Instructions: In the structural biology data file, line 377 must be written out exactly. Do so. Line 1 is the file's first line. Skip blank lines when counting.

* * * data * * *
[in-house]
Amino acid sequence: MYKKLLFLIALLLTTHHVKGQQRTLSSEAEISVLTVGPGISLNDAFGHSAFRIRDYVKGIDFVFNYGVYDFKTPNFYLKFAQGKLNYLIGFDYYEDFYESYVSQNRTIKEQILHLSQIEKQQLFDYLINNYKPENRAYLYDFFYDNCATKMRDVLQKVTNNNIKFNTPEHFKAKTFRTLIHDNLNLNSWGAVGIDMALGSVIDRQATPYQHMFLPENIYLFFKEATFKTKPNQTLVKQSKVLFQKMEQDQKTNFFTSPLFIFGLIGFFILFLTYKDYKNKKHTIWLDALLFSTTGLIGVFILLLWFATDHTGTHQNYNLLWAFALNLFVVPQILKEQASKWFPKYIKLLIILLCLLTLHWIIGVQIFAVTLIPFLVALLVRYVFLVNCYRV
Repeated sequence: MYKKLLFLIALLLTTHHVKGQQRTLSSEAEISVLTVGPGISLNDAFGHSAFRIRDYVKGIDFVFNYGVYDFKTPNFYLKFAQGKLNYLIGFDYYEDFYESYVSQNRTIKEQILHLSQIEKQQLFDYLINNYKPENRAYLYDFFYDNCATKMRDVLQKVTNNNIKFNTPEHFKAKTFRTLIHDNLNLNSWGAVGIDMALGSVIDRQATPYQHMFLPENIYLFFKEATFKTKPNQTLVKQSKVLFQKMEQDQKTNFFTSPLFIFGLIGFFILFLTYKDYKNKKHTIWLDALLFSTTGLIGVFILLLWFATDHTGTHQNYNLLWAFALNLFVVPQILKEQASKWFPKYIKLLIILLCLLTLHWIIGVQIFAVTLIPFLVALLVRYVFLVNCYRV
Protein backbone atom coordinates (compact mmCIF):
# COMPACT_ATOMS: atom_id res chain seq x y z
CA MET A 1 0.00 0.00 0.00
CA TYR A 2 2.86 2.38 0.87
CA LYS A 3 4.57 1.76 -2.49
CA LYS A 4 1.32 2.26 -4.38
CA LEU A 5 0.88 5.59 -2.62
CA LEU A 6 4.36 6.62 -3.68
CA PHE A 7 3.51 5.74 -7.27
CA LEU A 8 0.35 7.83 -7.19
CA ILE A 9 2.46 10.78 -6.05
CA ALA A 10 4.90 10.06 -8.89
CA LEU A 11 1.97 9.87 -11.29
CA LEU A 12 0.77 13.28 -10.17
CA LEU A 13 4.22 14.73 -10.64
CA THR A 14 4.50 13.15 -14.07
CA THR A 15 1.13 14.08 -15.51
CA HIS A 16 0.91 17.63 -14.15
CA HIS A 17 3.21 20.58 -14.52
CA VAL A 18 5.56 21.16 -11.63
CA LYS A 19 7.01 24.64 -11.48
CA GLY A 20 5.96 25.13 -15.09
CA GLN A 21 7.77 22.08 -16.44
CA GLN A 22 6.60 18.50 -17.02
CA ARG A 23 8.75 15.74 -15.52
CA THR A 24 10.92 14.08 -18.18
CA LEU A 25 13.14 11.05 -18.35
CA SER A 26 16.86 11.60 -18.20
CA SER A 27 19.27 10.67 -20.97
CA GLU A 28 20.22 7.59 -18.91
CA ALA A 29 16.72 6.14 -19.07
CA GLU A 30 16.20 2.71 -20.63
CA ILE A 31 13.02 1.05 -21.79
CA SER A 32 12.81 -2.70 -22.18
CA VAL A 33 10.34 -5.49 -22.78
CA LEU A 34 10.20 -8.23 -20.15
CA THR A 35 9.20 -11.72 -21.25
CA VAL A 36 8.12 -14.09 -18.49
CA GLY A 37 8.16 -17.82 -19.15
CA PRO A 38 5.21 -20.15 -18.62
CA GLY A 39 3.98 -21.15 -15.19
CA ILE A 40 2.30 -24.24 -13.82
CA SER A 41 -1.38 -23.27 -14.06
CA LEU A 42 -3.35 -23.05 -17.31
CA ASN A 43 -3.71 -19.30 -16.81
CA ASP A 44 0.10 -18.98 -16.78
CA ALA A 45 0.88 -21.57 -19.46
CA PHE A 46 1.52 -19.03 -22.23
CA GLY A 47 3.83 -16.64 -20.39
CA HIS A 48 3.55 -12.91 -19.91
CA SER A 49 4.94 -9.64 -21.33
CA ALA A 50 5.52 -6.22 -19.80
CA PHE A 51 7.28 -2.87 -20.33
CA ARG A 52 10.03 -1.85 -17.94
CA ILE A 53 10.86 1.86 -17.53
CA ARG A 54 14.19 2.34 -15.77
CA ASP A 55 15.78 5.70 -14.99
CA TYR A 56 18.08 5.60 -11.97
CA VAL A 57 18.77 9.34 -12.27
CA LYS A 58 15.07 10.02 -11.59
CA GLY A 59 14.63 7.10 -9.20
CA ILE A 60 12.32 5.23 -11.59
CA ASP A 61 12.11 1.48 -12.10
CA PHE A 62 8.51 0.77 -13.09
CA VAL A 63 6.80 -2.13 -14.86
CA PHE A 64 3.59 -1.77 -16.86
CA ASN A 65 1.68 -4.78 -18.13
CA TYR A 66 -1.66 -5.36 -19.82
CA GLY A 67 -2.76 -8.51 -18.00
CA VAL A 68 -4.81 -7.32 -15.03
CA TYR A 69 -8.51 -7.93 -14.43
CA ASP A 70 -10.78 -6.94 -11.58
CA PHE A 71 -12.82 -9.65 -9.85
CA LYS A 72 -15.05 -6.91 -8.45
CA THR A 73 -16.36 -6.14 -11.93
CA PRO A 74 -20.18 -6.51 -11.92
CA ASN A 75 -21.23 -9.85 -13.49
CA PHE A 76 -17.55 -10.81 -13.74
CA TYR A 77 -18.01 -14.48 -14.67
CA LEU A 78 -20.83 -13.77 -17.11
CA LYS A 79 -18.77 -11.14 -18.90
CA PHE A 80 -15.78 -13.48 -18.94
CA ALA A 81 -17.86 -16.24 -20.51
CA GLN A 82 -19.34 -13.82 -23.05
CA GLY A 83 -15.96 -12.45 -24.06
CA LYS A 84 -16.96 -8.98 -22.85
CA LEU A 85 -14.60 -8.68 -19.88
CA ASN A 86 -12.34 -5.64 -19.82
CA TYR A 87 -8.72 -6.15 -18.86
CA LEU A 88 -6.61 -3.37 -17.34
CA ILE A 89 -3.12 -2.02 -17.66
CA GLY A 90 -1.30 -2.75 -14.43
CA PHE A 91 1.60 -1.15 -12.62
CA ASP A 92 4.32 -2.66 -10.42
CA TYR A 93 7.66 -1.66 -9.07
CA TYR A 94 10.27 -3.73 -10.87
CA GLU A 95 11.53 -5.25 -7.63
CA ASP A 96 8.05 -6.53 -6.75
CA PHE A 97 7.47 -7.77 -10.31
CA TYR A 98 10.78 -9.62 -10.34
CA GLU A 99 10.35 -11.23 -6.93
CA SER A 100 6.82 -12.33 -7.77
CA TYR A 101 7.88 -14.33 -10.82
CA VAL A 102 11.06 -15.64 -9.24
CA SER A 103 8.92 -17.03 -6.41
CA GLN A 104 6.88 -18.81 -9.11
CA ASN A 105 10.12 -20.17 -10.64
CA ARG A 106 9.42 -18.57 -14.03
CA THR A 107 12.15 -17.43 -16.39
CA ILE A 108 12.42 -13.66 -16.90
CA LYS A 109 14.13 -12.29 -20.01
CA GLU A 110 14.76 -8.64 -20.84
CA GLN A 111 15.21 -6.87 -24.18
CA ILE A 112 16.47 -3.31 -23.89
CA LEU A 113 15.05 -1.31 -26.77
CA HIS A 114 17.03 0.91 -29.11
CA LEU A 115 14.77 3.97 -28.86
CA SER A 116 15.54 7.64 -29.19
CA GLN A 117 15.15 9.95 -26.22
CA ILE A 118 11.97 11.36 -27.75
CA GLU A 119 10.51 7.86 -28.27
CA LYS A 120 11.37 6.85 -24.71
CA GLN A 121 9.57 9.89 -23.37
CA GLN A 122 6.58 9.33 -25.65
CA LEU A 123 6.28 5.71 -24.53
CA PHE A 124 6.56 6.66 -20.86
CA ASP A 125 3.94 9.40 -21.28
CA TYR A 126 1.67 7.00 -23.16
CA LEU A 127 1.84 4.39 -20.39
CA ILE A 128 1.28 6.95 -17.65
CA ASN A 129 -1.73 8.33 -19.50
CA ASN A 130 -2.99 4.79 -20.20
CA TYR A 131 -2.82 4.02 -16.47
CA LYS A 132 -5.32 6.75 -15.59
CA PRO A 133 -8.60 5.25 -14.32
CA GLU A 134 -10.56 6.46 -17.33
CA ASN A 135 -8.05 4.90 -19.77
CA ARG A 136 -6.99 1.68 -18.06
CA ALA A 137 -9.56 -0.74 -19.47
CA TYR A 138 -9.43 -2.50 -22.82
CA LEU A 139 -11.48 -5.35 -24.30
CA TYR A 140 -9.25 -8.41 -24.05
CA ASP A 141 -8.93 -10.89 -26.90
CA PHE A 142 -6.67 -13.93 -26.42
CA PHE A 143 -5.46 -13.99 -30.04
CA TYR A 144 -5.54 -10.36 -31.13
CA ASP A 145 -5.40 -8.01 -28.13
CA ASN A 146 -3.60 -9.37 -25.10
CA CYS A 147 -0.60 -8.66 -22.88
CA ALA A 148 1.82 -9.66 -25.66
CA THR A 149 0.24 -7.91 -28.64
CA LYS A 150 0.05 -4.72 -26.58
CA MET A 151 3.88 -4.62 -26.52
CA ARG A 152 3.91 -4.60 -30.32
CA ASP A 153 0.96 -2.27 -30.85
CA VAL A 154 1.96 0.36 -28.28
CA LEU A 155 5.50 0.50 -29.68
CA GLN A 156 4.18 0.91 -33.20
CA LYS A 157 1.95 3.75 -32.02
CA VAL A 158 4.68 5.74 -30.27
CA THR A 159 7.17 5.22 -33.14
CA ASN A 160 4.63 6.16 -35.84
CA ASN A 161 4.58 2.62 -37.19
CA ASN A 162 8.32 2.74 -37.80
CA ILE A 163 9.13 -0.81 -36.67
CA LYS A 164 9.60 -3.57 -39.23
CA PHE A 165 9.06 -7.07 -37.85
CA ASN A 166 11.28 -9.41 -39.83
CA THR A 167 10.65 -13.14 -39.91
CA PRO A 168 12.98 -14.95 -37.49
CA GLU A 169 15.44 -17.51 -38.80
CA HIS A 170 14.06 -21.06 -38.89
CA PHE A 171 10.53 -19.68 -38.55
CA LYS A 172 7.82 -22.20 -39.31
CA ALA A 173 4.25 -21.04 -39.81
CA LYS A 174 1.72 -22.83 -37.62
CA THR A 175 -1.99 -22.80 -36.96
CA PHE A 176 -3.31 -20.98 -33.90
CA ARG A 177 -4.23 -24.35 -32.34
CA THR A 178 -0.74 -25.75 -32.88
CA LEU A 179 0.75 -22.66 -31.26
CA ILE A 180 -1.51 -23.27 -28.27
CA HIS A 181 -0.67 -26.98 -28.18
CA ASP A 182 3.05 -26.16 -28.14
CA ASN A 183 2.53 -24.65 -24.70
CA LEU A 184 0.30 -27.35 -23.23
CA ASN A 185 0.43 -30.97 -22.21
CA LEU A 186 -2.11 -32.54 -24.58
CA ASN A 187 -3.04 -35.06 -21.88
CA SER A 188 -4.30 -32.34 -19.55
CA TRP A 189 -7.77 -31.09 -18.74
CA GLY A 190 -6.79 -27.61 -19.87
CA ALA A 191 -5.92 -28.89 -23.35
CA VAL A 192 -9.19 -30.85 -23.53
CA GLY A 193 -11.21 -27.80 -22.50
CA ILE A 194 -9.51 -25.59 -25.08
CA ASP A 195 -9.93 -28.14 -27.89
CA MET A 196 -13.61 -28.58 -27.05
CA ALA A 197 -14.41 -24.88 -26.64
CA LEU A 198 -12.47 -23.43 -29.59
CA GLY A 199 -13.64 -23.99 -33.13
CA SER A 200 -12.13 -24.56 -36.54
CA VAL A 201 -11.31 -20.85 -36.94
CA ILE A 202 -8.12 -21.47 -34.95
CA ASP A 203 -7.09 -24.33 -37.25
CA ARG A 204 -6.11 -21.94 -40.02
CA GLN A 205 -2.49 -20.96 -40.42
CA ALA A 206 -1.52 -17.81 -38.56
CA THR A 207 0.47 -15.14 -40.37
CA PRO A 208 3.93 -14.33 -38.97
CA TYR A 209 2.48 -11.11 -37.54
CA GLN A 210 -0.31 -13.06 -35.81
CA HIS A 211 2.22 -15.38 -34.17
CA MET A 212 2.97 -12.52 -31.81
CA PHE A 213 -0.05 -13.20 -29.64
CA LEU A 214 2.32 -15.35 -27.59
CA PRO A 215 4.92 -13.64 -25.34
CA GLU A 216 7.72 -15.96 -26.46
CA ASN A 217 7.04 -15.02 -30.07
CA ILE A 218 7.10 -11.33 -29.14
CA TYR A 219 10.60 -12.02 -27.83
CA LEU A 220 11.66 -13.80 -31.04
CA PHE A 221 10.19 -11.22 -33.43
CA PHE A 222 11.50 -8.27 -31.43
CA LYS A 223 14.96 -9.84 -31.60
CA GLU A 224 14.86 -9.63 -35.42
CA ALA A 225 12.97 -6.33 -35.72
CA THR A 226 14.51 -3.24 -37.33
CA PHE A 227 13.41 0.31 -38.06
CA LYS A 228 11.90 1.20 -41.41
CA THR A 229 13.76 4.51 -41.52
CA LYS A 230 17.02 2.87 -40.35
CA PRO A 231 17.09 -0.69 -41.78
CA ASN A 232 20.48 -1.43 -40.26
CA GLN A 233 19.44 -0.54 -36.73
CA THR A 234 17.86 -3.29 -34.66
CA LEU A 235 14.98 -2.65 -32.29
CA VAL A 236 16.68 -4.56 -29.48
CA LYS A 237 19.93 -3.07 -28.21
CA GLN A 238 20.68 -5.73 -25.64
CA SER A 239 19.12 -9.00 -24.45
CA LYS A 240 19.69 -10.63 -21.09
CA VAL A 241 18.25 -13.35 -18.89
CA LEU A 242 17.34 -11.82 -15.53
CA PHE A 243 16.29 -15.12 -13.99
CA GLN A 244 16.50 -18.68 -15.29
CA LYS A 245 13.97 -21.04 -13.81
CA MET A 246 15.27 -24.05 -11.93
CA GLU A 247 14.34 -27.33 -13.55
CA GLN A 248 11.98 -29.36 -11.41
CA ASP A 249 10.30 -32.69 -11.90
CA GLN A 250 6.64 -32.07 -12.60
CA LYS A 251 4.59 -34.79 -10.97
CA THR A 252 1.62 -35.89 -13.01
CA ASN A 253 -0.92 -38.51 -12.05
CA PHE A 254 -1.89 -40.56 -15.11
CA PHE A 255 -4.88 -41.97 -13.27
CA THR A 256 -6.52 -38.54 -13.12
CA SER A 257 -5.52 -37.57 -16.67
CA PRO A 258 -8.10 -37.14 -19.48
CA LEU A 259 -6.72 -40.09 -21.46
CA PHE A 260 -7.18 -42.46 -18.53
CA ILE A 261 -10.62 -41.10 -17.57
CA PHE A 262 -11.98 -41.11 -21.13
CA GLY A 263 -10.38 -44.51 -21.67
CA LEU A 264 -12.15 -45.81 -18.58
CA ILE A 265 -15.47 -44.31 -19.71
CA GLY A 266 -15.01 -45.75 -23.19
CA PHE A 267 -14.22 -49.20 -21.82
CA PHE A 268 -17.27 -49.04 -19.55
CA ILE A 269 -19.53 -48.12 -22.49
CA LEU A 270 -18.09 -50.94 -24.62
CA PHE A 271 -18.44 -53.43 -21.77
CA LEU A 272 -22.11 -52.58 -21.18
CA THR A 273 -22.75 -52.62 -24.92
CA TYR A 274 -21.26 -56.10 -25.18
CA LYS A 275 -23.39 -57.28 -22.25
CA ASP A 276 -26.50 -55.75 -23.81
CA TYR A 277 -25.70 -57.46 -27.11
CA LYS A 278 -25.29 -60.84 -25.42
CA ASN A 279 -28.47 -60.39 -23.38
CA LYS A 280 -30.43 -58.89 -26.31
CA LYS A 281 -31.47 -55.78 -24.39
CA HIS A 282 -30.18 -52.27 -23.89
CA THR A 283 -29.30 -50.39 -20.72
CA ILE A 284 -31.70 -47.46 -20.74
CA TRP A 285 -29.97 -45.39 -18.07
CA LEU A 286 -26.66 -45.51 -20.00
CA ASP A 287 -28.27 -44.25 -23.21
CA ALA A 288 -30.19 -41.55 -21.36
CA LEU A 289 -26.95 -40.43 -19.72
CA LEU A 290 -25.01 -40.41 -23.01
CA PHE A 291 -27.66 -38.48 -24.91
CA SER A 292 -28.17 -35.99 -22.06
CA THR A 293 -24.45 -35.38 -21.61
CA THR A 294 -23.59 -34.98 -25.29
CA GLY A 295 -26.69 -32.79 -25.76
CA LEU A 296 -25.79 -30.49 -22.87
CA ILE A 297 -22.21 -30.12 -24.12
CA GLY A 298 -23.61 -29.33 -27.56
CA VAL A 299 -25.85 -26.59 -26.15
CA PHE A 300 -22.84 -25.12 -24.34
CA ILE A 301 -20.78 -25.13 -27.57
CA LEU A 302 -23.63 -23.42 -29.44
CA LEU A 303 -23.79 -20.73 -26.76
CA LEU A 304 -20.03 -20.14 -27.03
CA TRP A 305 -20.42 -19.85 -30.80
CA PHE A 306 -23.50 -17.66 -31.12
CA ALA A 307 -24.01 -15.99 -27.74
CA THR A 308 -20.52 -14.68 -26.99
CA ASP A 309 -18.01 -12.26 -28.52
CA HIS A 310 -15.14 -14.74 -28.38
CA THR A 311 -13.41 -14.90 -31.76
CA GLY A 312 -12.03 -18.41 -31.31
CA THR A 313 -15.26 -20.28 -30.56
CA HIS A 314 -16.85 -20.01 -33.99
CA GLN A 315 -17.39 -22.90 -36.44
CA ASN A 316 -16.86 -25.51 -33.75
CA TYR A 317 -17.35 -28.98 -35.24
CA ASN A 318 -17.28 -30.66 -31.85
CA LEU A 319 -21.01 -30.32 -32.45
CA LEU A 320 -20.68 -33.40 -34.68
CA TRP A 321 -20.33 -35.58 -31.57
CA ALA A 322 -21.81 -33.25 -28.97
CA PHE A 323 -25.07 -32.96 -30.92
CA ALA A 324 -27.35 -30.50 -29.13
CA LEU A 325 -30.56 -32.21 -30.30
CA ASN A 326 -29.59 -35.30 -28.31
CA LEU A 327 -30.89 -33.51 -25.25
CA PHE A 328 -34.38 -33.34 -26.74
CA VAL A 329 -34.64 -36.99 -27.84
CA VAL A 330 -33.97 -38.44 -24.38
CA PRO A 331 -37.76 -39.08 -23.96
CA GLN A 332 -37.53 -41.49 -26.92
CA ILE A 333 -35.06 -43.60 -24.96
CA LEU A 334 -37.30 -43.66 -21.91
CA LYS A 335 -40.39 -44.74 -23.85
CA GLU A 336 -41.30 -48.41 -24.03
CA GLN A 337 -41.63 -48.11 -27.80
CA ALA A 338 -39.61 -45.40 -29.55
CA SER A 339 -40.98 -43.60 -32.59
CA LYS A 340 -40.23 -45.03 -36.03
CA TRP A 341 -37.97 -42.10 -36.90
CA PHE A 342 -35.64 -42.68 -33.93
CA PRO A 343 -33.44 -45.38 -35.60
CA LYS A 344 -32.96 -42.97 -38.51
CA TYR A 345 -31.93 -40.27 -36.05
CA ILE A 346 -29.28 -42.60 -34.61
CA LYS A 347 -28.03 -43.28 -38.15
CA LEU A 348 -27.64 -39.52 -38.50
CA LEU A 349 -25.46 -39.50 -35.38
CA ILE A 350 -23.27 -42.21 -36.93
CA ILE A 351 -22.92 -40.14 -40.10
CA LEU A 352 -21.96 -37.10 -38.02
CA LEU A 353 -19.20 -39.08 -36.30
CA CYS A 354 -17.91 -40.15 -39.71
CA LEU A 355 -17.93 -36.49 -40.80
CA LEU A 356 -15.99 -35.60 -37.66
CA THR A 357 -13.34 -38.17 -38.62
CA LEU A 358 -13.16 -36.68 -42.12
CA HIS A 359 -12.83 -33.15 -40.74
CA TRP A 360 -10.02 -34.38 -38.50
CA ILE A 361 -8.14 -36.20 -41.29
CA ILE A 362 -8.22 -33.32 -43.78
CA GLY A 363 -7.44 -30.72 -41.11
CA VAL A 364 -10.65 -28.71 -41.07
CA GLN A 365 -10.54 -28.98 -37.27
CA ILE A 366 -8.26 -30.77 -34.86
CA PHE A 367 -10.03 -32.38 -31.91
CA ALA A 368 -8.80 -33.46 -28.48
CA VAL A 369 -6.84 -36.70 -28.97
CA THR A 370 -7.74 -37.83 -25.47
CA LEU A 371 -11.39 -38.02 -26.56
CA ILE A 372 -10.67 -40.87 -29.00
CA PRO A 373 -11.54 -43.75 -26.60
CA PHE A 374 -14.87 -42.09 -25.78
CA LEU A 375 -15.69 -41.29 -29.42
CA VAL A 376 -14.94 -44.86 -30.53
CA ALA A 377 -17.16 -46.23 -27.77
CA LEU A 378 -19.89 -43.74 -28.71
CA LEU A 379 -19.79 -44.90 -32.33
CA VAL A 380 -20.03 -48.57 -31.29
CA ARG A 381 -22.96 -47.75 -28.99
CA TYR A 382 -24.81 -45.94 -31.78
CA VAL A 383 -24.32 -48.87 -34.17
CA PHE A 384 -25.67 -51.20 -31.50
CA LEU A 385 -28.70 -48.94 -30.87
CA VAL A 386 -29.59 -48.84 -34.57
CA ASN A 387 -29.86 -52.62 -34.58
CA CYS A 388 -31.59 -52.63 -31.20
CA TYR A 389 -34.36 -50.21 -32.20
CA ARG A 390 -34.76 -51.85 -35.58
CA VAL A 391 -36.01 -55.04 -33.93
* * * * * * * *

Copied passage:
CA ILE A 372 -10.67 -40.87 -29.00